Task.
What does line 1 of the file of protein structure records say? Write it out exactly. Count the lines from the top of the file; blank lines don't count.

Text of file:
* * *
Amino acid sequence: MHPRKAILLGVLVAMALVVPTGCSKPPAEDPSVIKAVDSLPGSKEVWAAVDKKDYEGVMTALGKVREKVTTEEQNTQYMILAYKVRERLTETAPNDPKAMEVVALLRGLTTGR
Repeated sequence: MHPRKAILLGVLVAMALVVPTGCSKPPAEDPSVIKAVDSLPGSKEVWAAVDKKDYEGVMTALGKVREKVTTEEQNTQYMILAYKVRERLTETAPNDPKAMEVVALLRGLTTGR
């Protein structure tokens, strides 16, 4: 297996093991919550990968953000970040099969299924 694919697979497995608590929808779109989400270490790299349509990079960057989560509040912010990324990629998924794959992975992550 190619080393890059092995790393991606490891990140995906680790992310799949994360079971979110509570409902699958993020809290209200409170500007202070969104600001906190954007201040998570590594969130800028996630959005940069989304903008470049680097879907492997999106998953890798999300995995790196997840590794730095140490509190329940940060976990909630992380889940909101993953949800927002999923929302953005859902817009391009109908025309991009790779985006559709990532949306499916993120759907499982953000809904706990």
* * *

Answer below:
Amino acid sequence: MHPRKAILLGVLVAMALVVPTGCSKPPAEDPSVIKAVDSLPGSKEVWAAVDKKDYEGVMTALGKVREKVTTEEQNTQYMILAYKVRERLTETAPNDPKAMEVVALLRGLTTGR